LINDA MIHARA: PAPER TREE
The gorgeous Paper Tree
Japantown is home to Paper Tree, an origami and paper crafts store founded by the Mihara family and currently run by Linda Mihara. The shop has been in Japantown for 54 years, following in the footsteps of Mihara’s grandparents, who owned a publishing business called Oriental Culture Book Company.
Linda Mihara runs the boutique.
That company published one of the first English origami books, so the family knew they needed to carry on the love of this traditional art. “I’d like to think the Mihara family helped to introduce origami to the masses,” says Mihara. She continues the tradition by providing the largest selection of origami paper found in the region. “As the origami store, we feel we are carrying on an important and necessary cultural art that has existed for more than 1,000 years,” says Mihara.
Paper Tree sells origami paper, books, decorative paper, handcrafted cards, gifts and Japanese art supplies. “We want Paper Tree to be a destination stop while visiting incredible Japantown,” says Mihara. She offers classes in origami, teaching shapes like Flapping Butterfly and Jumping Frog. Paper Tree participates in origami events year-round, and Mihara’s art is on view in her gallery, Origamihara. 1743 Buchanan Mall, 415.921.7100
MALINDA WILLIAMS: SHE’S GOT A HABIT
Actress Malinda Williams is powered by good habits, and so is her brand, She’s Got A Habit. Patrons will find everything from bags to accessories—from women-owned brands that put quality over quantity. “I originally launched She’s Got A Habit as a stand-alone e-commerce website, selling products and goods sourced from my global travels,” Williams says. “I quickly began to see a lot of sales and traffic, so I decided to expand that single e-commerce store into a multiseller platform.”
She's Got A Habit offers a range of handmade accessories from women-owned brands.
Williams left home in the 1990s to continue her acting career and landed leading roles in movies like The Wood and A Thin Line Between Love and Hate, and collected two nominations for NAACP Image Awards while doing it. With free time on set, Williams took an HTML coding class and, from there, She’s Got A Habit was born. Her goal is to provide “quality choices for the mind, body and soul” for every woman. “The She’s Got A Habit brand’s focus is wellness, whether that be physical, mental or economic,” Williams says. “Finding ways to contribute to the holistic wellness of my community is a part of my purpose and my ultimate goal.” –CK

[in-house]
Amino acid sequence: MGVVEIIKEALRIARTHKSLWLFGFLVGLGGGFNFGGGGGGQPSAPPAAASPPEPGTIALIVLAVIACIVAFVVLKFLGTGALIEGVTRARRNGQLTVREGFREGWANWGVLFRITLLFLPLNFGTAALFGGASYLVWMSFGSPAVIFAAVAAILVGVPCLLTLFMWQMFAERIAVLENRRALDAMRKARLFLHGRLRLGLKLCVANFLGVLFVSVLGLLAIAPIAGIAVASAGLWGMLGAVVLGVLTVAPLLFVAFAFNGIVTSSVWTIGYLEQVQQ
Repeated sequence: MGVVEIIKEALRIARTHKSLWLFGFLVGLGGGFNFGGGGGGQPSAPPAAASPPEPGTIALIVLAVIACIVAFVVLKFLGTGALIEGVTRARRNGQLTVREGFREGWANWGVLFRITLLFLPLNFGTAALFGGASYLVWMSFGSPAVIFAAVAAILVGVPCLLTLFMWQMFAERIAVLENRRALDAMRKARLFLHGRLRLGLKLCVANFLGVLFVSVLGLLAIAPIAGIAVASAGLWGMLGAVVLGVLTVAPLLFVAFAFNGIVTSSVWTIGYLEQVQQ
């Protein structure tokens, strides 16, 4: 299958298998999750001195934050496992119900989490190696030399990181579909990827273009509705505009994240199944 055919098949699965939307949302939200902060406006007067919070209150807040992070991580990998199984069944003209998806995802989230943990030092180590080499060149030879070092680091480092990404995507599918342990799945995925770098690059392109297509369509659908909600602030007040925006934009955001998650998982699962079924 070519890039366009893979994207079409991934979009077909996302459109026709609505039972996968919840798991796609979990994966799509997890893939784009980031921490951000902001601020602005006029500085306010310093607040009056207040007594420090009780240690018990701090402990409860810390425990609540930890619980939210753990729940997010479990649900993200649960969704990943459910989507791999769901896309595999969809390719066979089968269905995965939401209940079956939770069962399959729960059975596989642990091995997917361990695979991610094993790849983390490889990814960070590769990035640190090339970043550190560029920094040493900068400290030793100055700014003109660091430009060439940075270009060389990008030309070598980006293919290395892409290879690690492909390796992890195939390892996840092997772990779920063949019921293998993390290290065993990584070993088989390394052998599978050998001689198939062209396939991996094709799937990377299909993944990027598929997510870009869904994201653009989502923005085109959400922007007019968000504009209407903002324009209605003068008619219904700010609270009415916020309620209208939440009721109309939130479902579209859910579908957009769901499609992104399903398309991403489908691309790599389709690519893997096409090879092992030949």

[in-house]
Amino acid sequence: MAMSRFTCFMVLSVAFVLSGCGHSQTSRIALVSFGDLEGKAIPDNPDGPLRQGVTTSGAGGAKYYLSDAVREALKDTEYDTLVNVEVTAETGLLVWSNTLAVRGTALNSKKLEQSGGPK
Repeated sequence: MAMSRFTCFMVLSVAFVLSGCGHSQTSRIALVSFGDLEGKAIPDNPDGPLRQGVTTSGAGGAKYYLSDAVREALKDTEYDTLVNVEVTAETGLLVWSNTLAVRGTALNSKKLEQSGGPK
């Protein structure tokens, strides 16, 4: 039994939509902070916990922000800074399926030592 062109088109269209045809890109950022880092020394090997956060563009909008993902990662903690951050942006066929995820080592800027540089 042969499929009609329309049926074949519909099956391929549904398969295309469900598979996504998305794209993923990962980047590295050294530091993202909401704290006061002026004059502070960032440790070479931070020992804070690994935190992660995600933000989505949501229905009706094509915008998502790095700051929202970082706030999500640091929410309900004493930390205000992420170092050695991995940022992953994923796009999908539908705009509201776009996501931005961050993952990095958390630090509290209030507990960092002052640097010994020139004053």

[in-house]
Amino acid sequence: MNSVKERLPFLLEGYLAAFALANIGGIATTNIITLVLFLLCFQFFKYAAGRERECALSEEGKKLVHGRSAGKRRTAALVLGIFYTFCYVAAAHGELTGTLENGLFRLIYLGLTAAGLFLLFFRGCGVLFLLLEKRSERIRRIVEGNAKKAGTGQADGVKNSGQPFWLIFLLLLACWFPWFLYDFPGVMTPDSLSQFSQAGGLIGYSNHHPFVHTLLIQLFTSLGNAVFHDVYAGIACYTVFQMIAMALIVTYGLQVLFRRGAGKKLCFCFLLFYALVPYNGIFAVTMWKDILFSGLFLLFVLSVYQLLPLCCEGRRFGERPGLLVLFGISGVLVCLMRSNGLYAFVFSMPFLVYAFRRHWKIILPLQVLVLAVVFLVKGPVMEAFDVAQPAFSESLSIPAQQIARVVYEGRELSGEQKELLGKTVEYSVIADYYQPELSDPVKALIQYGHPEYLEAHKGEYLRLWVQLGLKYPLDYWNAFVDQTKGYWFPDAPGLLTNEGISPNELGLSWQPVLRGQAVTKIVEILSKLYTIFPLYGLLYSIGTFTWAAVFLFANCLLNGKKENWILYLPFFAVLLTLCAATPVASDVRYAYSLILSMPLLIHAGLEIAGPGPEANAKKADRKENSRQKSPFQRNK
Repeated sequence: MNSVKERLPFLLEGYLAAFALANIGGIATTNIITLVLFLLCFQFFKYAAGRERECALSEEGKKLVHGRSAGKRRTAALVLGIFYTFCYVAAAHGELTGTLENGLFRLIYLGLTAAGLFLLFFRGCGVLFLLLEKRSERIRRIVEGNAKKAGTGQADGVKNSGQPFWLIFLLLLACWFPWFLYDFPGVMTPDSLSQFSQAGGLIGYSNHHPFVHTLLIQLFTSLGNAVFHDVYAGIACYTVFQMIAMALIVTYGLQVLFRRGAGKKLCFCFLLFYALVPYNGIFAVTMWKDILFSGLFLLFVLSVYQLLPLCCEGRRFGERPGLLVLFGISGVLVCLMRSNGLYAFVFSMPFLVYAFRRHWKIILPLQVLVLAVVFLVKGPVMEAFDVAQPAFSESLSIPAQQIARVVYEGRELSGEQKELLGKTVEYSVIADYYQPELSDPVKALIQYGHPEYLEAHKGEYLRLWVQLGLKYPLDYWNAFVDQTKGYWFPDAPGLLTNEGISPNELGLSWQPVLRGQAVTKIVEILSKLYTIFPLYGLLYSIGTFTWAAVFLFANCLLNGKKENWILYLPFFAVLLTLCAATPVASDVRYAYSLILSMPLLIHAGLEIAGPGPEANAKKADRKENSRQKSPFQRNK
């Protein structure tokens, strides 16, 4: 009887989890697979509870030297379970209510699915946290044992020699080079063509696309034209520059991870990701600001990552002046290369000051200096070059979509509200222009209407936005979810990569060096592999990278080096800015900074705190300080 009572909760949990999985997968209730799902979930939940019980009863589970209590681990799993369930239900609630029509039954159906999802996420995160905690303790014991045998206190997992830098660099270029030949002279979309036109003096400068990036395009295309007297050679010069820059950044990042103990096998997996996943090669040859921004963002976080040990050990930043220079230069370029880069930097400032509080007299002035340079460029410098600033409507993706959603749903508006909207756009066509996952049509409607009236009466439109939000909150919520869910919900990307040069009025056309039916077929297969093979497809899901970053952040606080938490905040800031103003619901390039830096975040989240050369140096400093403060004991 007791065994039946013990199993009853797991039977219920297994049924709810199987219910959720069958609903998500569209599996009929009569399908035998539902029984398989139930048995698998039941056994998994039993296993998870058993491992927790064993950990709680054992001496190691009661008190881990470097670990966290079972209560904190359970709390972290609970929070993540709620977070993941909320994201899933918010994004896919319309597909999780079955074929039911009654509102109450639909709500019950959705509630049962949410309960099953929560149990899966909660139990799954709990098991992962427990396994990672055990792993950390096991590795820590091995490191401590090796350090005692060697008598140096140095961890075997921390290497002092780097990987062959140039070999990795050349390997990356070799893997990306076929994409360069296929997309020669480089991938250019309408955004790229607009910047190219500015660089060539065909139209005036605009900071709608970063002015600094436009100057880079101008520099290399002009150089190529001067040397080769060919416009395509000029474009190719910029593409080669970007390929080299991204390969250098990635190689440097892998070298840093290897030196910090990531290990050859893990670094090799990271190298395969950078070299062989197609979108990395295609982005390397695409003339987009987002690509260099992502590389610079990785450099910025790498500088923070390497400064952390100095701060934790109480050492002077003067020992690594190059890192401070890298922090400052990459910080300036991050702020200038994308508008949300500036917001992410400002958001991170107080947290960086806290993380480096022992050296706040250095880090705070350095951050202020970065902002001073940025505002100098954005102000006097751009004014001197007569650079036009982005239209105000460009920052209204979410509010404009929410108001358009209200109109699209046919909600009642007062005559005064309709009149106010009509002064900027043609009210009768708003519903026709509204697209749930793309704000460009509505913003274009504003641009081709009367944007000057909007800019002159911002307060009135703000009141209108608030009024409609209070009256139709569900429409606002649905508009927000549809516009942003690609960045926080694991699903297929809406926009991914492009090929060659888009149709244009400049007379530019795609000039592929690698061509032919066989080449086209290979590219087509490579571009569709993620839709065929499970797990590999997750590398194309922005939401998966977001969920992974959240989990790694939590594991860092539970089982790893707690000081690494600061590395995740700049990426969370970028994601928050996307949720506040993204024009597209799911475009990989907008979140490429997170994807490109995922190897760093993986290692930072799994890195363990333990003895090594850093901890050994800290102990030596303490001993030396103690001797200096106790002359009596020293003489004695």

NANCY DO: ENDO INDUSTRIES
Endo Industries founder Nancy Do
When Nancy Do founded Endo Industries, she changed the game for plant medicine. The woman- and queer-owned company shook up the cannabis industry by creating a top-notch product with meaningful partnerships. Endo provides supply-chain assistance through genetics, nursery and distribution for the best up-and-coming brands.
A growing facility at Endo Industries.
After witnessing a parent suffering from chronic pain, Do decided she needed to be involved in the cannabis industry. “As I got more involved, I saw and experienced the medicinal and wellness benefits of cannabis firsthand,” Do says. “Endo is here to not only provide safe and affordable access, but we are also here to contribute and support our surrounding communities. I understand too much about what this plant can do, and there’s nowhere I’d rather be dedicating my time than where I am now.”
Do’s brand is data-driven and focused on science. Endo’s nurseries fix problems in the industry through research and plant genetics and sharing that data so customers have “seed-to-sale” transparency. Do says her company empowers minority groups in this process and “building a transparent, reliable supply chain in cannabis that is grounded in science, data, wellness, impact and community.”
GAYLE PIRIE AND JOHN CLARK: FOREIGN CINEMA